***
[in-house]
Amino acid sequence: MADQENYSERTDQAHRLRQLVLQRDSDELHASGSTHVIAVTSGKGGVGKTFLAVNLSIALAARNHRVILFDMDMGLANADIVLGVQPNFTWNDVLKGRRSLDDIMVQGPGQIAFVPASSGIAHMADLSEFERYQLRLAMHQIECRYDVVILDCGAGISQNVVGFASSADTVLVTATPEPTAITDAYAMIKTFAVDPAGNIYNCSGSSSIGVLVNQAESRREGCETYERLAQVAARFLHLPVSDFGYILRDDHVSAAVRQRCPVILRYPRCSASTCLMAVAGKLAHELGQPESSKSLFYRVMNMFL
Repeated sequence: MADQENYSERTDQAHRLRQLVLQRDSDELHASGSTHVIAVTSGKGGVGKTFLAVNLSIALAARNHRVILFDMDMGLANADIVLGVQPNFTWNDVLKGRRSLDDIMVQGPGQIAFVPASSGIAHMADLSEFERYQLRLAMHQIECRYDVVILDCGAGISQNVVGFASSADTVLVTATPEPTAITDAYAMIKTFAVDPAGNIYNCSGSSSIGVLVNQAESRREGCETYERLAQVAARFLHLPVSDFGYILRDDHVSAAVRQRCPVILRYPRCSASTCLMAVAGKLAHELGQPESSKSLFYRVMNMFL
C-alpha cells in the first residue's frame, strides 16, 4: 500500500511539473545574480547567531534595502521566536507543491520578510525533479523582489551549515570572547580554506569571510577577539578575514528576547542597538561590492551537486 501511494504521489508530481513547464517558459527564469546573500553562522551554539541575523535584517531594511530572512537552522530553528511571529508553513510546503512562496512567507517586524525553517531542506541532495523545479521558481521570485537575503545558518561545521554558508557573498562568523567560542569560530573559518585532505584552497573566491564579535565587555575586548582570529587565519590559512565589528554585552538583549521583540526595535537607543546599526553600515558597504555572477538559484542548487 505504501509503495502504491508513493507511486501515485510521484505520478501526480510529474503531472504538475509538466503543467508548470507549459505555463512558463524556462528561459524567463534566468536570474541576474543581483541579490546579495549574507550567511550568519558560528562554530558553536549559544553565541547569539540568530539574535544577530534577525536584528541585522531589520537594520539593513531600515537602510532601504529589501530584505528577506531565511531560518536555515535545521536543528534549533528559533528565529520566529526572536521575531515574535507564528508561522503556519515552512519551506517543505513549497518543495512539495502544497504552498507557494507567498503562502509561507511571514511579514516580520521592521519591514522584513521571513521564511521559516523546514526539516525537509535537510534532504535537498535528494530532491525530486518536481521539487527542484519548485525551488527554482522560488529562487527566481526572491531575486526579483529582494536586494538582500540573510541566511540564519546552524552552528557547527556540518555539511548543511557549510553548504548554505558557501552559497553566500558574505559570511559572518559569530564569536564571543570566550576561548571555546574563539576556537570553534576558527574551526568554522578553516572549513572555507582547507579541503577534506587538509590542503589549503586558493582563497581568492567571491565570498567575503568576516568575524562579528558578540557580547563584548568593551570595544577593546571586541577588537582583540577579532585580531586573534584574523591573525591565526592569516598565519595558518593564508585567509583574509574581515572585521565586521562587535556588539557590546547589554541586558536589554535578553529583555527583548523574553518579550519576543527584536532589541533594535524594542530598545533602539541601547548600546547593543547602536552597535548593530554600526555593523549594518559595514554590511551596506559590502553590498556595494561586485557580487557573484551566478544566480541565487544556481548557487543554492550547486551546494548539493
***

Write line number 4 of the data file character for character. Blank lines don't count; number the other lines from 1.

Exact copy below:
C-alpha cells in the first residue's frame, strides 16, 4: 500500500511539473545574480547567531534595502521566536507543491520578510525533479523582489551549515570572547580554506569571510577577539578575514528576547542597538561590492551537486 501511494504521489508530481513547464517558459527564469546573500553562522551554539541575523535584517531594511530572512537552522530553528511571529508553513510546503512562496512567507517586524525553517531542506541532495523545479521558481521570485537575503545558518561545521554558508557573498562568523567560542569560530573559518585532505584552497573566491564579535565587555575586548582570529587565519590559512565589528554585552538583549521583540526595535537607543546599526553600515558597504555572477538559484542548487 505504501509503495502504491508513493507511486501515485510521484505520478501526480510529474503531472504538475509538466503543467508548470507549459505555463512558463524556462528561459524567463534566468536570474541576474543581483541579490546579495549574507550567511550568519558560528562554530558553536549559544553565541547569539540568530539574535544577530534577525536584528541585522531589520537594520539593513531600515537602510532601504529589501530584505528577506531565511531560518536555515535545521536543528534549533528559533528565529520566529526572536521575531515574535507564528508561522503556519515552512519551506517543505513549497518543495512539495502544497504552498507557494507567498503562502509561507511571514511579514516580520521592521519591514522584513521571513521564511521559516523546514526539516525537509535537510534532504535537498535528494530532491525530486518536481521539487527542484519548485525551488527554482522560488529562487527566481526572491531575486526579483529582494536586494538582500540573510541566511540564519546552524552552528557547527556540518555539511548543511557549510553548504548554505558557501552559497553566500558574505559570511559572518559569530564569536564571543570566550576561548571555546574563539576556537570553534576558527574551526568554522578553516572549513572555507582547507579541503577534506587538509590542503589549503586558493582563497581568492567571491565570498567575503568576516568575524562579528558578540557580547563584548568593551570595544577593546571586541577588537582583540577579532585580531586573534584574523591573525591565526592569516598565519595558518593564508585567509583574509574581515572585521565586521562587535556588539557590546547589554541586558536589554535578553529583555527583548523574553518579550519576543527584536532589541533594535524594542530598545533602539541601547548600546547593543547602536552597535548593530554600526555593523549594518559595514554590511551596506559590502553590498556595494561586485557580487557573484551566478544566480541565487544556481548557487543554492550547486551546494548539493